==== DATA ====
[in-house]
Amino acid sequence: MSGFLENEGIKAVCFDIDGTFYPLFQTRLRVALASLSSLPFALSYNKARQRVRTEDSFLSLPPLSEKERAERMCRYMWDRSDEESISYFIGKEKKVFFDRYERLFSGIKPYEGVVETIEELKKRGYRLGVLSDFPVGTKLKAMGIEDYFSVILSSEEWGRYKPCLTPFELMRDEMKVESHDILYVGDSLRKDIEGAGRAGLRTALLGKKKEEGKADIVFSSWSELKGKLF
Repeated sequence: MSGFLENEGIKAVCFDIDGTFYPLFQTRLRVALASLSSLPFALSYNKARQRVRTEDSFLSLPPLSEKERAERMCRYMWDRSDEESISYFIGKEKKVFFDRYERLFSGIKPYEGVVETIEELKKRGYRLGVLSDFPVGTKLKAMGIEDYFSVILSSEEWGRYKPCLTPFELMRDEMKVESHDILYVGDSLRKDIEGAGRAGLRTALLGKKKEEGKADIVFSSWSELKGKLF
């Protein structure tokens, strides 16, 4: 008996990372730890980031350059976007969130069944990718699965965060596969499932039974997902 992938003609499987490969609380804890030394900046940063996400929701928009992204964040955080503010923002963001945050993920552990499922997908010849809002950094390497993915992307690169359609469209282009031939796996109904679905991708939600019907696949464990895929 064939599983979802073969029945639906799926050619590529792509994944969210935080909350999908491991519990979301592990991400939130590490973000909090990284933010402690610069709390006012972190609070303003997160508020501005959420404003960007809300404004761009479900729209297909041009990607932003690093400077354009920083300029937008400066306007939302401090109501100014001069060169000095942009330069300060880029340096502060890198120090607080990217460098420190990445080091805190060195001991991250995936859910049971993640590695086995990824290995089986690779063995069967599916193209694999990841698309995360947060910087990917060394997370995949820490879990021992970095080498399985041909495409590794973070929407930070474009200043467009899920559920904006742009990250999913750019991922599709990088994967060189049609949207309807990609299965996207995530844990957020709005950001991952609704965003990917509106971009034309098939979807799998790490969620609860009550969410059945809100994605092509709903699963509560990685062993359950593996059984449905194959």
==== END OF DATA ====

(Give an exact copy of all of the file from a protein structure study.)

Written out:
[in-house]
Amino acid sequence: MSGFLENEGIKAVCFDIDGTFYPLFQTRLRVALASLSSLPFALSYNKARQRVRTEDSFLSLPPLSEKERAERMCRYMWDRSDEESISYFIGKEKKVFFDRYERLFSGIKPYEGVVETIEELKKRGYRLGVLSDFPVGTKLKAMGIEDYFSVILSSEEWGRYKPCLTPFELMRDEMKVESHDILYVGDSLRKDIEGAGRAGLRTALLGKKKEEGKADIVFSSWSELKGKLF
Repeated sequence: MSGFLENEGIKAVCFDIDGTFYPLFQTRLRVALASLSSLPFALSYNKARQRVRTEDSFLSLPPLSEKERAERMCRYMWDRSDEESISYFIGKEKKVFFDRYERLFSGIKPYEGVVETIEELKKRGYRLGVLSDFPVGTKLKAMGIEDYFSVILSSEEWGRYKPCLTPFELMRDEMKVESHDILYVGDSLRKDIEGAGRAGLRTALLGKKKEEGKADIVFSSWSELKGKLF
């Protein structure tokens, strides 16, 4: 008996990372730890980031350059976007969130069944990718699965965060596969499932039974997902 992938003609499987490969609380804890030394900046940063996400929701928009992204964040955080503010923002963001945050993920552990499922997908010849809002950094390497993915992307690169359609469209282009031939796996109904679905991708939600019907696949464990895929 064939599983979802073969029945639906799926050619590529792509994944969210935080909350999908491991519990979301592990991400939130590490973000909090990284933010402690610069709390006012972190609070303003997160508020501005959420404003960007809300404004761009479900729209297909041009990607932003690093400077354009920083300029937008400066306007939302401090109501100014001069060169000095942009330069300060880029340096502060890198120090607080990217460098420190990445080091805190060195001991991250995936859910049971993640590695086995990824290995089986690779063995069967599916193209694999990841698309995360947060910087990917060394997370995949820490879990021992970095080498399985041909495409590794973070929407930070474009200043467009899920559920904006742009990250999913750019991922599709990088994967060189049609949207309807990609299965996207995530844990957020709005950001991952609704965003990917509106971009034309098939979807799998790490969620609860009550969410059945809100994605092509709903699963509560990685062993359950593996059984449905194959």